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Delaware Blue Hen- Cockeral or Pullet? Aaaaaaaaaagh! Pics Included!

Discussion in 'What Breed Or Gender is This?' started by ranchhand, Jan 2, 2011.

  1. ranchhand

    ranchhand Rest in Peace 1956-2011

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    This little stinker is now 8.5 months old. Should be pretty clear, right? NOT!!!! [​IMG]

    I was convinced it was a cockeral shortly after hatch. Then after a few months, I was convinced it was a pullet. Now? I have no idea! [​IMG]
    Hasn't crowed, but I don't have any other roosters around it. No breeding, that I have seen. But he/she does act like a rooster when it comes to guarding a flock of 16. Not agressive, but not terribly friendly unless I have treats.

    Just today I took a really close look and I could almost swear I see hackle and saddle feathers coming in. Sorry for the crappy pics - crappy camera. I am including a pic of a hen last, so you can see the differences.

    Okay, the mystery chicken -

    [​IMG]

    Again, the mystery chicken -

    [​IMG]

    And now, a hen of the same breed -

    [​IMG]

    Thanks for any insight!
     
    Last edited: Jan 2, 2011
  2. shandiane78

    shandiane78 Chillin' With My Peeps

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    It looks like a rooster. What breed are these? Almost looks like Blue Andalusian, but green legs?
     
  3. Illia

    Illia Crazy for Colors

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    Delaware Blues, despite the name, are actually a birchen color and not blue at all.

    What you have are Blue Andalusian crosses. (blue andalusians shouldn't have green legs)

    Two cockerels and a pullet.
     
  4. ranchhand

    ranchhand Rest in Peace 1956-2011

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    They're Delaware Blue Hens, also called the Blue Hen of Delaware. Even the roosters are still called Delaware Blue Hens, lol. No wonder this poor bird is confused. [​IMG]

    The following link is to the BYC info page on the breed, done by another DBH breeder. They were crossed with Andalusians many years ago, to breed the "gaminess" out of their personalities.
    Most of my confusion is due to the lack of the rooster tail feathers, which have been very dramatic in the ones I had in the past.
    The greenish legs are a mystery to me. Most grow out of it. This particular group came directly from the Univ. of Delaware's breeding program.

    ETA, forgot the link! https://www.backyardchickens.com/breeds/delaware_blue_hen/524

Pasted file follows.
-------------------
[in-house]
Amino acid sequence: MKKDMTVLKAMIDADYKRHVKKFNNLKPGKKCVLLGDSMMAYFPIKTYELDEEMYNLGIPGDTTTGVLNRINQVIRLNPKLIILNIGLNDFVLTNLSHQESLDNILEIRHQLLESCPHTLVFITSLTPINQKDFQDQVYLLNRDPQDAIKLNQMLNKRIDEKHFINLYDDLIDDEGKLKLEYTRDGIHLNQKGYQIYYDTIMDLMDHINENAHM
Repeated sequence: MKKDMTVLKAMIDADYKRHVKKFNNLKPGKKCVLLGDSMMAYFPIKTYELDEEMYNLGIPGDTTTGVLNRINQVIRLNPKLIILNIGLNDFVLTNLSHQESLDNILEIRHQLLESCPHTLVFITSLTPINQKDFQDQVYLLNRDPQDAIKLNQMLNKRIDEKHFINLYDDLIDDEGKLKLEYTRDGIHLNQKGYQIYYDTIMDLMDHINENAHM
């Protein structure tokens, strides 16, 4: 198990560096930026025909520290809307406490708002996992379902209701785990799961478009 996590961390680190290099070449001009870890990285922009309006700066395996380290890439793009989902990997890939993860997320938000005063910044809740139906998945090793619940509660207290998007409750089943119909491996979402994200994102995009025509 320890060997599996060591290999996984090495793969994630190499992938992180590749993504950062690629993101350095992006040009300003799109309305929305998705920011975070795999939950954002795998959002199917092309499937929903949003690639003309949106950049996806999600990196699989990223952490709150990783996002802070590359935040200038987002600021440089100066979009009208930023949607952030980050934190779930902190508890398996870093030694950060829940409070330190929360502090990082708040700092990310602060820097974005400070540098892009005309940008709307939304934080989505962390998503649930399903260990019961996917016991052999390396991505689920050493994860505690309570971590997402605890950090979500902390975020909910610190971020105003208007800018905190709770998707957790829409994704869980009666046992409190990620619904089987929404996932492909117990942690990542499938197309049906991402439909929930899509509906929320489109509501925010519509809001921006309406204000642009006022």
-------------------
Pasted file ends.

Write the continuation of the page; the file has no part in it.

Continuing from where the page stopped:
Last edited: Jan 2, 2011
  5. Illia

    Illia Crazy for Colors

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    . . . What breed was I thinking of then?

    Oh yes, Iowa Blue. Gosh so many names of weird, umm, crossbreeds out there. . . [​IMG]

    Still, you've got two boys.
     
  6. pkw

    pkw Chillin' With My Peeps

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    Looks like a rooster to me. His comb and wattles are bigger than a hens would be.
     
  7. ranchhand

    ranchhand Rest in Peace 1956-2011

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    Quote:The pictures are labeled as to what they are, right above the pic. The first 2 are the same bird, the third is a hen for comparison. There are not 2 roosters.

    The DBH are BBS colorings. The bird in question is from a splash rooster over a blue or black hen.
     
  8. ranchhand

    ranchhand Rest in Peace 1956-2011

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    Quote:I'm beginning to think so, but no crowing or breeding behaviour at 8.5 months? Weird.
    Maybe because he's been raised with 15 hens and 4 ducks? [​IMG]

    Here's a brief synopsis of the breed history:

    "Hens are usually associated with nurturing, domestication, or femininity in general (chick!). Chickens are associated with, well, being a chicken, or being cowardly. So why on earth would male and female athletes from the University of Delaware choose the name “Blue Hen” for their teams?
    The explanation comes from the history of the breed, which goes all the way back to the Revolutionary War regiment from Delaware and its captain, Jonathan Caldwell. Captain Caldwell was a breeder of game cocks, and he claimed that his prize fighting roosters all descended from the same blue hen. In the War for Independence, Caldwell’s troops were likewise renown for their bravery and excellence in battle, and as part of Colonel John Haslet’s regiment, they were nicknamed “the Blue Hen’s Chickens” after the ferocious fighting game cocks bred by Caldwell. The athletic teams of the University of Delaware are, therefore, the “Fightin’ Blue Hens” and the General Assembly of the State of Delaware chose it as the State Bird in 1939. The University of Delaware has a breeding program to improve the breed, which is not yet recognized, despite its history. Genetically, two Blue Hens will produce 50% blue, 25% white, and 25% black offspring, like other “blue” breeds."

    The source is Bec, a member of BYC.
     
  9. Illia

    Illia Crazy for Colors

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    Double the apologies and serious [​IMG]


    At that age I'd certainly say a pullet, but still, it has saddle and hackle feathers, just not very well developed. . . I still say cockerel, he's just a slow grower. Sometimes it takes 8 months for mine to crow or even get their true coloring in. (gold, silver, etc)
     
  10. ranchhand

    ranchhand Rest in Peace 1956-2011

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    Quote:LOL, no problem!

    I posted some pics a while back and was disappointed that the consensus was pullet. I want another rooster. This is bar none the hardest case in 18 years of raising birds. He/she is going to be interesting to watch!
     

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